Coffs Harbour Airport lease proceeds cause debate

The confidentiality of information surrounding future Coffs Harbour Airport lease proceeds was debated by local councillors recently. Photo: Emma Darbin.

 

FUTURE proceeds from the recent leasing of Coffs Harbour Airport to Palisade Investment Partners and confidentiality issues surrounding these proceeds caused debate among local councillors recently.

At Coffs Harbour City Council’s (CHCC) meeting on 26 November 2020, after a four stage process, Council resolved to enter into a long term lease of the Coffs Harbour Airport with Palisade Investment Partners.

On 9 December the Implementation Agreement, Equity Commitment Deed and Independent Certifier Deed were executed.

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The lease process is expected to be completed shortly.

After much debate at Council’s Ordinary Meeting on Thursday 25 March, councillors unanimously decided to approve a motion by Cr Sally Townley to adopt a separate internal reserve/fund governance approach to hold the airport lease proceeds and conduct a Councillor workshop to discuss parameters for the governance of the investment and expenditure of the funds.

A recent report undertaken by KPMG on the holding and governance of the airport lease proceeds stated the 50 year lease, plus a 49 year option, is expected to provide Council with ‘proceeds’ of up to $131m, including $81.5m in fixed payments (received in 2021 and 2027), and a further $61.5m in revenue sharing mechanisms over the full lease term.

The value of the airport lease to the community is forecast at almost $500m over the term of the 50 year lease and 49 year option.

“The Lease proceeds are to be paid in stages to CHCC by way of an upfront payment on lease execution, deferred fixed payments and a number of revenue sharing mechanisms and outperformance payments,” the report stated.

Cr Sally Townley stated at the Council meeting that this was “probably one of the biggest decisions that we’ve made.”

“It’s a large amount of money, it’s a very very long commitment,” Cr Townley said.

“It opens up a whole realm of possibilities for use of that money in ways which are going to benefit the community for the next 100 years.”

Cr Townley said she, “would guess that all councillors would be in agreement that the monies accruing from the airport certainly deserve to go into their own separate internal reserve.

“I don’t think that there’s necessarily a big hurry to nail down what we would like to do with this money and the money is going to come in different forms, there’s going to be some up front payments and then over the next coming years there’s going to be profit sharing,” Cr Townley said.

Cr Townley stated that this year’s incoming Council may like to have some input into how the lease proceeds were used, as well as the local community.

Cr Paul Amos agreed with Cr Townley and said it would be up to the incoming Council’s over the next 100 years as to how to spend the airport lease proceeds.

“It won’t be up to us, it will be up to each individual Council for the next 100 years, we’ve just got to trust them,” Cr Amos stated.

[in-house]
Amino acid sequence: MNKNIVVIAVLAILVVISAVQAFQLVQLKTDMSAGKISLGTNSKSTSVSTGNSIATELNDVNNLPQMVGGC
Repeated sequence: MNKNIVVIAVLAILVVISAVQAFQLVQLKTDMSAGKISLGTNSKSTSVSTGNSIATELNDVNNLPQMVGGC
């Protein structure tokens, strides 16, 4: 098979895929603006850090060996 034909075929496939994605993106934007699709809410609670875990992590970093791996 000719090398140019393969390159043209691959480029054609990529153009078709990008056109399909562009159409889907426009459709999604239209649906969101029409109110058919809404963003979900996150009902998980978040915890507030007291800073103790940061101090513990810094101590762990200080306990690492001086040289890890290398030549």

“We’ve just got to be prepared to have the next 100 years of councillors taking the reins and spending it as they wish, because it’s a fact that they’ll be able to do that.

“I would certainly add that as an act of good faith that we would undertake not to spend any airport funds in this term of Council.”

Cr Amos questioned when the timing and amount of the lease proceeds would be made available to the public, and no longer remain confidential information.

Council’s Director of Business Services Andrew Beswick replied that the revenue from the Airport lease would be made public once it is received by Council as it will be disclosed through Council’s accounts.

“The revenue shares are an annual payment, so they will be received on a yearly basis, but the amounts and when they are received won’t be disclosed until they are received,” Mr Beswick said.

Cr Tegan Swan questioned whether it was Council who was dictating the confidential terms of the lease proceeds, or the lessee.

Mr Beswick replied that the lessee did not want the information to be made public.

“It could prejudice their negotiations of other leases into the future, and they (the details) are not made public generally with these sorts of leases in any case,” Mr Beswick said.

“It was an expectation of the lessee that they (the details) would remain confidential at that level of detail.

“The quantum that is received will be disclosed, what other information is made public around that we would need to consult the lessee about that.”

Mr Beswick said the amount of released public information about the financials of the lease transaction “is actually probably more than what has been released in a couple of the recent leases.”

“That is even potentially a greater disclosure than what has been given previously, and we sought that from the lessee,” Mr Beswick said.

 

By Emma DARBIN

 

Cr Paul Amos has stated that the current Council should not spend any airport lease funds in this term of Council as an act of good faith to the community.

One thought on “Coffs Harbour Airport lease proceeds cause debate

  1. I am getting tired of saying this: The initial lease term of 49 years is the only sure income that we have. The option is totally at the discretion of the tenant. When assessing future rental income one never, never, ever ,includes the rental from an option ,because the tenant has no moral, no legal, no anything suggesting that they should sign the option. It is an embarrassment that Council staff and Councillors even mention the option. It is meaningless.

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